Many of the issues at the centre of this campaign will be very familiar to both GPs and patients. We know that GPs want to deliver personalised, effective care to their patients. It is what we all became GPs to do and through hard work, often unrecognised, we have made the service of family doctors provide one that is admired around the world.
However, in recent years, GP practices have increasingly found obstacles in their path that have made it increasingly difficult to give patients the level of care they need and deserve. GP practices are seeing more and more older patients come through their door with complicated conditions that need intensive care. This is not going to abate any time soon. By 2031, another five million people will be aged over 65. Already an estimated 18 million people have one or more chronic condition that requires management in the community, mainly by GPs. And politicians seem set on a path to push more work from hospitals and into GP services.
Many GPs are struggling to cope with the increasing demand and spiralling workloads
We are as a workforce working harder than ever before to meet this workload challenge, and this year NHS England estimates that we will deliver 340 million consultations in the UK, up 40 million since 2008. But we are being hamstrung by a lack of additional funding, rising practice expenses and the declining state of many premises that are becoming increasingly inadequate for the needs of the modern health service.
I was saddened but not surprised when I saw the results of a BMA survey which showed six out of ten GPs were, in this difficult environment, considering early retirement. Many are struggling to cope with the increasing demand and spiralling workloads. I am also not surprised that these problems are being noticed by patients. Many are on our side. They see the workload pressures, understand that the number of appointments we have to offer are being affected and can see that our premises are not what they should be.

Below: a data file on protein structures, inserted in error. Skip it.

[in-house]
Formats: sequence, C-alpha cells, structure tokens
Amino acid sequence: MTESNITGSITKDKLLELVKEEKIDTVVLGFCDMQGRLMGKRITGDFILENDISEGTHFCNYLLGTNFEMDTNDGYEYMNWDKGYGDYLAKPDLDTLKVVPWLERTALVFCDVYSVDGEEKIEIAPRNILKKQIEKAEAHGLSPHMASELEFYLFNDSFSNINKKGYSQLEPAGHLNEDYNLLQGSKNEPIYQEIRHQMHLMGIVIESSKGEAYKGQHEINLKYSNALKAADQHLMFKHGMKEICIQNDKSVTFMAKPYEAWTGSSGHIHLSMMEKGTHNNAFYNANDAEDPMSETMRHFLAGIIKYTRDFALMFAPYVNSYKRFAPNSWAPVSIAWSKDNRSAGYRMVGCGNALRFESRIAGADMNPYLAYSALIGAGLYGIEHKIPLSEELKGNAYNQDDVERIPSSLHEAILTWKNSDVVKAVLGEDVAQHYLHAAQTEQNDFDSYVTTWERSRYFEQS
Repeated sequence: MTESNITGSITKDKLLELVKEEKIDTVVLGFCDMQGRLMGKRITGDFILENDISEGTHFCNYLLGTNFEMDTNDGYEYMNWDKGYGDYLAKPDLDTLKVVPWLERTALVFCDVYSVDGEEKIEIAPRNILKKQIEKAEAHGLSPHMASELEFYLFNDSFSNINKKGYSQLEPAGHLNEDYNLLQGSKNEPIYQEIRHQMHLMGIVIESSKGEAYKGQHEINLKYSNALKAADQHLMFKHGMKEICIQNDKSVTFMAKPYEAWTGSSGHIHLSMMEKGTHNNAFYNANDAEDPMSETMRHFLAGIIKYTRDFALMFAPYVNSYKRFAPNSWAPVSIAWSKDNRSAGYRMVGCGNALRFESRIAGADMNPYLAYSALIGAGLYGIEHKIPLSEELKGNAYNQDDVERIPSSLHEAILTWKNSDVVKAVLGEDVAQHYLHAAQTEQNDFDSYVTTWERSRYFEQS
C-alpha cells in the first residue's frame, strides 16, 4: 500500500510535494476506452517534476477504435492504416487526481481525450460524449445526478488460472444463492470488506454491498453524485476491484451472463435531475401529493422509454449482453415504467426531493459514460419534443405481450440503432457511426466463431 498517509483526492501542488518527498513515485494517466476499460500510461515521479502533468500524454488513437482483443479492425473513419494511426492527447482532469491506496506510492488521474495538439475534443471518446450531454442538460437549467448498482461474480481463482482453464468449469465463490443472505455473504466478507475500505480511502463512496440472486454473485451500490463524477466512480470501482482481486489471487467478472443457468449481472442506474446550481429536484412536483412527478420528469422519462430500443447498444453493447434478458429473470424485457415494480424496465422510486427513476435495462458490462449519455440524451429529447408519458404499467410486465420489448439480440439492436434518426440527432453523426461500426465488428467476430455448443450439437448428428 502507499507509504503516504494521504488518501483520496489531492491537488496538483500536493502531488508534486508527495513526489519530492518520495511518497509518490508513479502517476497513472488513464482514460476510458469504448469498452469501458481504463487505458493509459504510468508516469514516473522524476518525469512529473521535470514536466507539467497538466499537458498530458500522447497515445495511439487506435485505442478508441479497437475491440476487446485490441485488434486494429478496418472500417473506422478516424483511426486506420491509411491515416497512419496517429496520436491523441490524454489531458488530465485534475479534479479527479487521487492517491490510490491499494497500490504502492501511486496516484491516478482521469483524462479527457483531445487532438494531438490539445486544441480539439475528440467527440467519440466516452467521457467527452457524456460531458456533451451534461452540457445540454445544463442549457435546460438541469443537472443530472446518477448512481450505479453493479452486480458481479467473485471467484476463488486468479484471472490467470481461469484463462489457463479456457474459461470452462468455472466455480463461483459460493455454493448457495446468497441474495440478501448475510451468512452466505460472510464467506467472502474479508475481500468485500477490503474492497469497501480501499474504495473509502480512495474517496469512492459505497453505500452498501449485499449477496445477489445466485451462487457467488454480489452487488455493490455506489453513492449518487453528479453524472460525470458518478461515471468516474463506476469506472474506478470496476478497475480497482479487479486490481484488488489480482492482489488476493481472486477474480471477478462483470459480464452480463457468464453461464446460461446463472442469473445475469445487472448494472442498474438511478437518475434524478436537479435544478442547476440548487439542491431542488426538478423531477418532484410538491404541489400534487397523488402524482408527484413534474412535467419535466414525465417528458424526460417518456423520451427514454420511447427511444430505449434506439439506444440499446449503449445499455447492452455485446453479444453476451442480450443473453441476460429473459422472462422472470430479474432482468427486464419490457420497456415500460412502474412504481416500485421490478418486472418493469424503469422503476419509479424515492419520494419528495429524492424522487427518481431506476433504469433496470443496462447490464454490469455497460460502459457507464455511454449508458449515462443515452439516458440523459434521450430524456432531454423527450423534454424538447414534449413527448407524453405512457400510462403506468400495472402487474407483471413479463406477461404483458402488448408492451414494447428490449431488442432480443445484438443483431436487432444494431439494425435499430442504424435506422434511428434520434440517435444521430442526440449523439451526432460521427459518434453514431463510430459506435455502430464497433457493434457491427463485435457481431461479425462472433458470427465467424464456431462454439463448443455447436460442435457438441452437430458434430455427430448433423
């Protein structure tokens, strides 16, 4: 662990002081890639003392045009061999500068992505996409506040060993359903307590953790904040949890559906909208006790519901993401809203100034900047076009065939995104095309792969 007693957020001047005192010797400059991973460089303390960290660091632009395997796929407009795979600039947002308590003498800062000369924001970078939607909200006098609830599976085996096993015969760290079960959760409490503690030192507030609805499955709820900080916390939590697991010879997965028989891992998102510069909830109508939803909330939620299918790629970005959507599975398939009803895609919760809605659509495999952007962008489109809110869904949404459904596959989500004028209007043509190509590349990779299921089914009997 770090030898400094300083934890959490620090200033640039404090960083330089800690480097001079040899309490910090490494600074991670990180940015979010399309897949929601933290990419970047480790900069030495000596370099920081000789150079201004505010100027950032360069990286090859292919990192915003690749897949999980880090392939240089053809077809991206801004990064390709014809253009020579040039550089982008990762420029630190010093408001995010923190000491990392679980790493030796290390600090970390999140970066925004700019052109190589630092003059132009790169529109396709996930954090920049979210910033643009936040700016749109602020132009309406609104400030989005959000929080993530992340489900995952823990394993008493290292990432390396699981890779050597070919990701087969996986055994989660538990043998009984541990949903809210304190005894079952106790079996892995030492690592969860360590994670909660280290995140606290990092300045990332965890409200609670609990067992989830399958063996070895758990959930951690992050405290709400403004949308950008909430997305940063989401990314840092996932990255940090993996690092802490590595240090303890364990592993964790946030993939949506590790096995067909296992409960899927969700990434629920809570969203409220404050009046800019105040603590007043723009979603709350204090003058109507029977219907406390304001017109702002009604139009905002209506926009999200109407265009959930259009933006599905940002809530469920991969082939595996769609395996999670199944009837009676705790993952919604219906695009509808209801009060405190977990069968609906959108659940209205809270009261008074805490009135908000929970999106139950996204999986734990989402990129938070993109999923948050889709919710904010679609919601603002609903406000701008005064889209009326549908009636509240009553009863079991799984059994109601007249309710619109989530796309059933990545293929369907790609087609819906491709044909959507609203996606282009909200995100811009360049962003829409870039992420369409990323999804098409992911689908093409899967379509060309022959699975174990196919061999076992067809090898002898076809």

General practice is becoming unsustainable and it needs urgent help if it is to survive
We are showing GPs care about these issues and are calling for ministers to finally recognise that we can’t go on this way. Something needs to change. General practice is becoming unsustainable and it needs urgent help if it is to survive. We need an expansion in the number of GPs and an increase in practice staff for us to be able to deliver increasingly complex care, especially to older and vulnerable patients. We need a sustained programme of investment in GP premises to make them suitable for modern general practice and fit for the challenges that lie ahead. And we need this now: no more dithering and no more pretending that we can deliver more with less. Without a healthy general practice at its heart the NHS will fail.
Our campaign will see posters and other materials sent to GP practices so patients can understand the pressures that we’re under and sign up to pledge support our campaign. There will also be a concerted drive to influence politicians and policy makers across the UK. GPC will be working with stakeholders to provide the solutions we need to secure the future of general practice.
There is no doubt that general practice is at a crossroads. We can either ignore the challenges and see general practice become completely overwhelmed, or we raise the problems with patients and push to ensure policymakers provide the funding and policies needed to deliver the quality care our patients deserve.
* Dr McCarron-Nash is a GPC negotiator and a GP in Truro, Cornwall.